• The femur ( 11 ) is the bone of the thigh; the tibia ( 18 ) and fibula ( 22 ) are the bones of the leg.



  • The acetabulum ( 6 ) of the hip bone and the head of the femur ( 7 ) form the hip joint ( p. 18 , A12 and 14 , B18 and 20 , C18 and 20 ).



  • The condyles of the femur ( 12 and 13 ) and tibia ( 15 and 16 ) together with the patella ( 14 ) form the knee joint.



  • The head of the fibula ( 20 ) forms a small joint with the tibia, the superior tibiofibular joint. The inferior tibiofibular joint, properly called the tibiofibular syndesmosis (a type of fibrous joint), is a fibrous union between the tibia and fibula just above the ankle joint.



  • The ankle is the lower part of the leg in the region of the ankle joint ( pp. 54 , 56 , 58 and 60 ).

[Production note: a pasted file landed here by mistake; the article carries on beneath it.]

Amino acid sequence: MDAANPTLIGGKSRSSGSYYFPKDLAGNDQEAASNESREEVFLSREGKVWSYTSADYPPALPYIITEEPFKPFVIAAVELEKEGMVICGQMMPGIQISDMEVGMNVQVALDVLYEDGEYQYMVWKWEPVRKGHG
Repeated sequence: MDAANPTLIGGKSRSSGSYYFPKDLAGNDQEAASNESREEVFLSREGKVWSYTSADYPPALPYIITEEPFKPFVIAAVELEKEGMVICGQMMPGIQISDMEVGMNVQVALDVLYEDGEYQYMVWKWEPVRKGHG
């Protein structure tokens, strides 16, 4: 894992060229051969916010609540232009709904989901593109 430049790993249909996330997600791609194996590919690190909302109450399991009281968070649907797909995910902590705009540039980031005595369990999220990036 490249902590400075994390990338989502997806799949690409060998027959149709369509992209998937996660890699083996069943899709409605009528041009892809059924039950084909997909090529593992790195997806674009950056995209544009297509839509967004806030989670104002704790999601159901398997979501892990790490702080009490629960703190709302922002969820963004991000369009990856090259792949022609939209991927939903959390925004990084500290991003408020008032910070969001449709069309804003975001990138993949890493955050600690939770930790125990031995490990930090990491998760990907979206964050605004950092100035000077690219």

• The lower ends of the tibia ( 18 ) and fibula ( 22 ) articulate with the talus of the foot to form the ankle joint ( p. 54 and 56 ).



  • The body of a long bone is commonly called the shaft.



  • The adjective ‘peroneal’ (Greek, see p. 43 ) is now replaced by the Latin ‘fibular’ for various vessels and nerves, e.g., common fibular nerve instead of common peroneal nerve. See notes on New Terminology on p. viii .











Bones, muscles and surface landmarks of the left lower limb, from behind





Bones of the left lower limb, from behind







Muscles of the left lower limb, from behind







Surface landmarks of the left lower limb, from behind






  • 1

    Sacrum


  • 2

    Iliac crest


  • 3

    Ilium


  • 4

    Pubis


  • 5

    Ischium


  • 6

    Rim of acetabulum




  • 22

    Foot


  • 23

    Gluteus maximus